#3 You can develop more contents around the organic keywords that have already proven to generate traffic and conversions for your website.

#4 You can once again understand the performance of your branded organic keywords in terms of generating traffic and conversions.

#5 You can once again compare the performance of branded and non branded keywords with each other.

#6 Once you understand the keywords for which your website is ranking really well on Google, you can stop bidding on them in Google Adwords and can greatly reduce your ad spend.

#7 You can discover new keywords for your paid search campaigns. So if an organic keyword is performing really well for your business but your website is not ranking very high for it, you can target that keyword through your paid search ad campaigns.

#8 You can see the search engine ranking position (SERP) of your website on Google for each keyword. This can help you in improving your SERP for profitable keywords and increase sales through organic search.

#9 By using the ‘keyword hero’ tool, you get a competitive advantage as a marketer/advertiser. I mean how many marketers know that they can get back organic keywords data back in Google Analytics? Only a handful, like you and me. The majority think that organic keywords referral data is gone for good.

#10 Keyword hero provides some ready to download keywords dashboards

#11 Keyword hero automatically emails weekly SEO performance report for your website which includes:

  • Your daily organic Google Sessions
  • Your Top 10 keywords
  • Your Top 10 mobile keywords
  • Your Top 10 desktop/tablet keywords
  • Your Top 10 organic landing pages
  • Search engine traffic report

Related Articles: 

Google Analytics Mistake #25: Not using Custom Channels groups

A channel group is a rule-based grouping of marketing channels.

Custom channels groups are created for two main reasons:

1) To change the way Google Analytics label and aggregate the incoming traffic for advanced data analysis.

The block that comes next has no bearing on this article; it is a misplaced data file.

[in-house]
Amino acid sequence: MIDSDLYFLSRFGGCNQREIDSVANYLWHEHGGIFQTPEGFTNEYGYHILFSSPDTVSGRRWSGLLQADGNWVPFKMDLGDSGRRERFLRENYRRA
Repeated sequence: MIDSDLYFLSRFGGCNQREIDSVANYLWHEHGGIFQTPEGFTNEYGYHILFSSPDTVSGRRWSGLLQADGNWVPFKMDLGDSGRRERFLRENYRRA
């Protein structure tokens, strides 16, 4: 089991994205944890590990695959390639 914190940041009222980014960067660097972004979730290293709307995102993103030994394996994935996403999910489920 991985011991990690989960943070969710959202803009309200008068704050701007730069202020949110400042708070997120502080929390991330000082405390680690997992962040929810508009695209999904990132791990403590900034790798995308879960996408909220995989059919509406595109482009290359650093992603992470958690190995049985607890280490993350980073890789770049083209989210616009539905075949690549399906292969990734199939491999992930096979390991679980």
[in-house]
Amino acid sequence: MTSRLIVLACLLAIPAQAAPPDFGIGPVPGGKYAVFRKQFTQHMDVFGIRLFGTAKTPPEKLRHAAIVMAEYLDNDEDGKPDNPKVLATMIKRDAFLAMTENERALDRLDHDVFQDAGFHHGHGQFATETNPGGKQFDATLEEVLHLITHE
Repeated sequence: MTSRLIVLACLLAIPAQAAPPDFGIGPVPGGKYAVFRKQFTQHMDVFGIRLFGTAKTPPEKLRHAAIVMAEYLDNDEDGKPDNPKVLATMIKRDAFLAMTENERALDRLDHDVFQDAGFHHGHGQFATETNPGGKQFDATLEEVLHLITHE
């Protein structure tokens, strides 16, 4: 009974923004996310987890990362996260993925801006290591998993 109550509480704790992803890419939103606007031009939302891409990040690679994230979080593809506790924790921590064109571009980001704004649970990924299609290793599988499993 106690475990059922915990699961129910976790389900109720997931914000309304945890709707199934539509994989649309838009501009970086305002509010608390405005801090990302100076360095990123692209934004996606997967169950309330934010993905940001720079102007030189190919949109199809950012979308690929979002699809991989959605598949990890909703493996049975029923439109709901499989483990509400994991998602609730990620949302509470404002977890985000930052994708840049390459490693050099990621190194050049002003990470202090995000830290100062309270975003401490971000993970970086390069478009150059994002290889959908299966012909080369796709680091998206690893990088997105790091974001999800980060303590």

2) To quickly check the performance of a set of marketing channels or set of traffic sources.

Google Analytics can report the performance of a marketing channel via several traffic sources.

For example, Google Analytics can report traffic from Facebook as:

So if you are not very careful, you may just take the traffic from / referral into account while interpreting reports and can draw the conclusion that Facebook sent 965 visits to the website in the last 1 month.

When in fact, Facebook sent 1,009 (965 + 19 + 13 + 10 + 1 +1) visits to the website in the last 1 month.

So if you are taking only / referral traffic into account while trying to understand Facebook performance as a marketing channel, you will draw wrong conclusions, you will misinterpret the data.

The traffic from all of these traffic sources is basically Facebook traffic. But Google Analytics is not going to consolidate all of this data and report it to you as Facebook traffic.

This is something you would need to do. So you would need to identify all the traffic sources which belong to Facebook.

Then you need to consolidate the data from different traffic sources into one custom Facebook channel:

Similarly, Google Analytics can report traffic from Google Adwords as:

So if you are not very careful, you may just take the traffic from google /cpc into account while interpreting reports and can draw the conclusion that Google Adwords sent 430,635 visits to the website in the last 1 month.

When in fact, Google Adwords sent 571,060 (430,635 + 133,147 + 7,278) visits to the website in the last 1 month.

Google Analytics is not going to consolidate the traffic data from google / cpc, google / ppc and google / CPC and report it to you as Adwords traffic.

This is something you would need to do. So you would need to identify all the traffic sources which are basically Google Adwords Traffic.

Then you need to consolidate the data from different traffic sources into one custom Google Adwords channel:

That’s how through custom channel groups, you can better understand the performance of various marketing channels.

Related Article: Understanding Channel Grouping in Google Analytics

Google Analytics Mistake #26: Not using a custom campaign

In the context of Google Analytics, a custom campaign is your website URL which contains UTM parameters.